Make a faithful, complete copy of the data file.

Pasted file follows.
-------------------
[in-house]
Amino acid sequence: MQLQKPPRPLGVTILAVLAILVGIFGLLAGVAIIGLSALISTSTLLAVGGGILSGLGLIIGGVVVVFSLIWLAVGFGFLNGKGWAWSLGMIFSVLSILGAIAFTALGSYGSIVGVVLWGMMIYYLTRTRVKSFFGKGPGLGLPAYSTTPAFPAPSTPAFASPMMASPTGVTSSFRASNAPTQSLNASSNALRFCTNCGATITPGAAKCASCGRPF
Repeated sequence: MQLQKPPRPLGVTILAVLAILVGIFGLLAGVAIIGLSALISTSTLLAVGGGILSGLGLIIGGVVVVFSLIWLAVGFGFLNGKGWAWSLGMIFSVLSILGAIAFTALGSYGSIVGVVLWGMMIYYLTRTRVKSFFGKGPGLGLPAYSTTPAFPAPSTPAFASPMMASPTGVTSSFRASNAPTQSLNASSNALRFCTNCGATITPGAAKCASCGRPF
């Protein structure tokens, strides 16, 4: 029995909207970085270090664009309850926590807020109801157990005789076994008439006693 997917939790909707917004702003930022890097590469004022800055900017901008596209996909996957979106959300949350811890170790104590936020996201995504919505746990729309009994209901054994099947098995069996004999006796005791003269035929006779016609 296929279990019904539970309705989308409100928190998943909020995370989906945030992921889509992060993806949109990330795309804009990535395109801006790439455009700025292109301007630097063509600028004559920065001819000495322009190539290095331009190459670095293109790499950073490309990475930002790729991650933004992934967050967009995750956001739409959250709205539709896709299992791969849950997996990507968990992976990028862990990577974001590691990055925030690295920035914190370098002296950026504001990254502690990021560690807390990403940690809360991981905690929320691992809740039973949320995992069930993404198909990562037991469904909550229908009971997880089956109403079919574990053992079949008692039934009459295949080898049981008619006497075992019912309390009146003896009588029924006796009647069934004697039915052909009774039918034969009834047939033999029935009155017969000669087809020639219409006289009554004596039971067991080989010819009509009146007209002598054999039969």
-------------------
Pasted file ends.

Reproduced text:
[in-house]
Amino acid sequence: MQLQKPPRPLGVTILAVLAILVGIFGLLAGVAIIGLSALISTSTLLAVGGGILSGLGLIIGGVVVVFSLIWLAVGFGFLNGKGWAWSLGMIFSVLSILGAIAFTALGSYGSIVGVVLWGMMIYYLTRTRVKSFFGKGPGLGLPAYSTTPAFPAPSTPAFASPMMASPTGVTSSFRASNAPTQSLNASSNALRFCTNCGATITPGAAKCASCGRPF
Repeated sequence: MQLQKPPRPLGVTILAVLAILVGIFGLLAGVAIIGLSALISTSTLLAVGGGILSGLGLIIGGVVVVFSLIWLAVGFGFLNGKGWAWSLGMIFSVLSILGAIAFTALGSYGSIVGVVLWGMMIYYLTRTRVKSFFGKGPGLGLPAYSTTPAFPAPSTPAFASPMMASPTGVTSSFRASNAPTQSLNASSNALRFCTNCGATITPGAAKCASCGRPF
């Protein structure tokens, strides 16, 4: 029995909207970085270090664009309850926590807020109801157990005789076994008439006693 997917939790909707917004702003930022890097590469004022800055900017901008596209996909996957979106959300949350811890170790104590936020996201995504919505746990729309009994209901054994099947098995069996004999006796005791003269035929006779016609 296929279990019904539970309705989308409100928190998943909020995370989906945030992921889509992060993806949109990330795309804009990535395109801006790439455009700025292109301007630097063509600028004559920065001819000495322009190539290095331009190459670095293109790499950073490309990475930002790729991650933004992934967050967009995750956001739409959250709205539709896709299992791969849950997996990507968990992976990028862990990577974001590691990055925030690295920035914190370098002296950026504001990254502690990021560690807390990403940690809360991981905690929320691992809740039973949320995992069930993404198909990562037991469904909550229908009971997880089956109403079919574990053992079949008692039934009459295949080898049981008619006497075992019912309390009146003896009588029924006796009647069934004697039915052909009774039918034969009834047939033999029935009155017969000669087809020639219409006289009554004596039971067991080989010819009509009146007209002598054999039969």